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Zanzibar Island

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Zanzibar Island

Zanzibar is the collective name for two islands in Tanzania: Unguja and Pemba. The capital of Zanzibar, located on the island of Unguja, is Zanzibar City. The city's old quarter, known as Stone Town, is a World Heritage Site. Although Zanzibar enjoys a high degree of autonomy, it is not a sovereign state: it remains part of Tanzania. The population of Zanzibar was 981,754 in the 2002 census, and its area is 1,651 km² (637 mi²).

 

Photo by Kai Keller

Photo by Kai Keller

Zanzibar's main industries are spices (which include cloves, nutmeg, cinnamon and pepper), raffia, and tourism. Zanzibar is also the home of the endemic Zanzibar Red Colobus.

The word "Zanzibar" probably derives from the Persian Zangi-bar ("coast of the blacks"). However, the name could also have been derived from the Arabic Zayn Z'al Barr ("fair is this land"). "Zanzibar" often refers especially to Unguja Island and is sometimes referred to as the "Spice Islands," though this term is more commonly associated with the Maluku Islands in Indonesia. Pemba Island is the only island apart of Zanzibar that still produces cloves on a major basis which is the primary source of spice income for the islands.

History

The first permanent residents of Zanzibar seem to have been the ancestors of the Hadimu and Tumbatu, who began arriving from the East African mainland around AD 1000. They had belonged to various mainland ethnic groups, and on Zanzibar they lived in small villages and did not coalesce to form larger political units. Because they lacked central organization, they were easily subjugated by outsiders.

Ancient pottery demonstrates existing trade routes with Zanzibar as far back as the ancient Assyrians. Traders from Arabia, the Persian Gulf region of modern-day Iran (especially Shiraz), and west India probably visited Zanzibar as early as the 1st century. They used the monsoon winds to sail across the Indian Ocean and landed at the sheltered harbor located on the site of present-day Zanzibar Town. Although the islands had few resources of interest to the traders, they offered a good point from which to make contact with the towns of the East African coast.

Traders from the Persian Gulf region began to settle in small numbers on Zanzibar in the late 11th or 12th century; they intermarried with the indigenous Africans and eventually a hereditary ruler (known as the Mwenyi Mkuu or Jumbe), emerged among the Hadimu. A similar ruler, called the Sheha, was set up among the Tumbatu. Neither ruler had much power, but they helped solidify the ethnic identity of their respective peoples.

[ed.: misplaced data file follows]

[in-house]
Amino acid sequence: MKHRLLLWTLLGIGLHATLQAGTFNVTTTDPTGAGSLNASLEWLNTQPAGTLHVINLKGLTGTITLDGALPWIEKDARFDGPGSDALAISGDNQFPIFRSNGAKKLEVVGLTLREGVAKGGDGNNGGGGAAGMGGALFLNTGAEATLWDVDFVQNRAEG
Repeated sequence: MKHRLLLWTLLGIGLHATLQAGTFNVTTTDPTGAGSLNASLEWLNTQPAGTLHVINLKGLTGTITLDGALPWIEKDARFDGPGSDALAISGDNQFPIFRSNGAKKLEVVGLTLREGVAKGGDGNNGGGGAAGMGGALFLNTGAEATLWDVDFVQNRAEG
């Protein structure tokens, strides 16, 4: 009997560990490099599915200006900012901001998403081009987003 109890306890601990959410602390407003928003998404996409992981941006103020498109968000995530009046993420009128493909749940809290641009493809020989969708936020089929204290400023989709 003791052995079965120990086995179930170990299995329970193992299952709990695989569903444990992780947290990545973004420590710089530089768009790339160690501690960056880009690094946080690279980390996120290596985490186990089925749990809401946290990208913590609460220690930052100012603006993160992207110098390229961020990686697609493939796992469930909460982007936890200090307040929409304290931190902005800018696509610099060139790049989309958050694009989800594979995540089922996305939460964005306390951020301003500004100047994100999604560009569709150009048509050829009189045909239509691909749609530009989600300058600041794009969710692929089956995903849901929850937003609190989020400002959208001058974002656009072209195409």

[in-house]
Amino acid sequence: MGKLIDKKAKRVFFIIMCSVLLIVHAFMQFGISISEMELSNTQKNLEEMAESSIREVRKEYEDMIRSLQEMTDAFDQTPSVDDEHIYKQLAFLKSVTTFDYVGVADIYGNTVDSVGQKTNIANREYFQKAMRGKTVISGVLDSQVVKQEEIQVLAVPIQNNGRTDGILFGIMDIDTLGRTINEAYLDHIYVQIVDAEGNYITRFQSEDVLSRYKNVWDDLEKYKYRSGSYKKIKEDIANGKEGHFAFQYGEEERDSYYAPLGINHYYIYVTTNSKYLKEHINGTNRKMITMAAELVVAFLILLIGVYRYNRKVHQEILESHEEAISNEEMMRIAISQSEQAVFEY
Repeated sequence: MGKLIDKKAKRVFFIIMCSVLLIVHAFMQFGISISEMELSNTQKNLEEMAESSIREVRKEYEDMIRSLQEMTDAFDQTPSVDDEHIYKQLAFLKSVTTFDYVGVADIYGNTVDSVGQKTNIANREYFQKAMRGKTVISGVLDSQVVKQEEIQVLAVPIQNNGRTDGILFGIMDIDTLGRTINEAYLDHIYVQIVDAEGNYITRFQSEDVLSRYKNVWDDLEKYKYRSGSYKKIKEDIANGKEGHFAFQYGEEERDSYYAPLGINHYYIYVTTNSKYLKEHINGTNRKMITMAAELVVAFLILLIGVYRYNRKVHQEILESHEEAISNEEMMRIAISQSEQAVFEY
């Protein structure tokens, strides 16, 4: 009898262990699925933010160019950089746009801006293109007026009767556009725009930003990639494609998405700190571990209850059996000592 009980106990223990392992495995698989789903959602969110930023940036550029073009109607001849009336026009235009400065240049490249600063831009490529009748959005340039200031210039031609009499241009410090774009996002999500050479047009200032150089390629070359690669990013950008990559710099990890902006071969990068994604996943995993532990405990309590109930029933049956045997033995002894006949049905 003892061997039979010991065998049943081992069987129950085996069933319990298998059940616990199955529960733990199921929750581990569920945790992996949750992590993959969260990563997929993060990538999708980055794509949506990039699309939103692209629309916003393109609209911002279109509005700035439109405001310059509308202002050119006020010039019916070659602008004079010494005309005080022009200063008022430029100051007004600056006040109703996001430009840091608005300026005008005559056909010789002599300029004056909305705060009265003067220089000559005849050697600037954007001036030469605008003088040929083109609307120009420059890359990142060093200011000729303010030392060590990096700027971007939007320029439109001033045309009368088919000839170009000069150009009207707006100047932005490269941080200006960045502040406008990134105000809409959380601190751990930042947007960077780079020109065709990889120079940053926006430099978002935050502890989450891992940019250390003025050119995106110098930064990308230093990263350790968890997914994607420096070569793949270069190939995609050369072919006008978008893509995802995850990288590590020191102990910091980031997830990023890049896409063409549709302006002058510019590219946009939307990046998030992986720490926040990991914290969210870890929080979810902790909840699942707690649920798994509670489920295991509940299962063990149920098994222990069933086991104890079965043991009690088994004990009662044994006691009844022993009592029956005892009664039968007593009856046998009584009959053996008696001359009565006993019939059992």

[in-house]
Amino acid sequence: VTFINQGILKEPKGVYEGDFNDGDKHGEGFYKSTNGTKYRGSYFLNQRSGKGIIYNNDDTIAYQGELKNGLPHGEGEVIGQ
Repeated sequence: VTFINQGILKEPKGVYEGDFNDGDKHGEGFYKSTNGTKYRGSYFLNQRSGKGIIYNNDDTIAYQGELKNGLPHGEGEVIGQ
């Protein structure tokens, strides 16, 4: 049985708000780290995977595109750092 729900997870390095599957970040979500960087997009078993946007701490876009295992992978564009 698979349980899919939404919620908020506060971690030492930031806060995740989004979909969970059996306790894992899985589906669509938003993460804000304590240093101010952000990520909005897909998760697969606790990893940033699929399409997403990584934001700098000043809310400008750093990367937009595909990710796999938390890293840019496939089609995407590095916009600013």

Da Gama's visit in 1499 marks the beginning of European influence. The Portuguese established control over the island in 1503. In August 1505 it became part of the Portuguese Empire when captain John (João) Homere of de Almeida's fleet captured the island and claimed it for Portugal. It was to remain a possession of Portugal until 1698.

In 1698, Zanzibar became part of the overseas holdings of Oman, falling under the control of the Sultan of Oman.

Sayyid Said bin Sultan al-Busaid moved his capital from Muscat in Oman to Stone Town in 1840. After his death in 1856, his sons struggled over the succession. On April 6, 1861, Zanzibar and Oman were divided into two separate principalities. Sayyid Majid bin Said Al-Busaid (1834/5–1870), his sixth son, became the Sultan of Zanzibar, while his brother, the third son Sayyid Thuwaini bin Said al-Said became the Sultan of Oman.

During this period, the Sultan of Zanzibar also controlled a substantial portion of the east African coast, known as Zanj, including Mombasa and Dar es Salaam, and trading routes extended much further into Africa, such as to Kindu on the Congo river. In November 1886, a German-British border commission established the Zanj as a ten-nautical mile (19 km) wide strip along the coast from Cape Delgado (now in Mozambique) to Kipini (now in Kenya) including all offshore islands and several towns in what is now Somalia. However, from 1887 to 1892, all of these mainland possessions were subsequently lost to the colonial powers of Britain, Germany, and Italy although some were not formally sold or ceded until the 20th century (Mogadishu to Italy in 1905 and Mombasa to Kenya in 1963).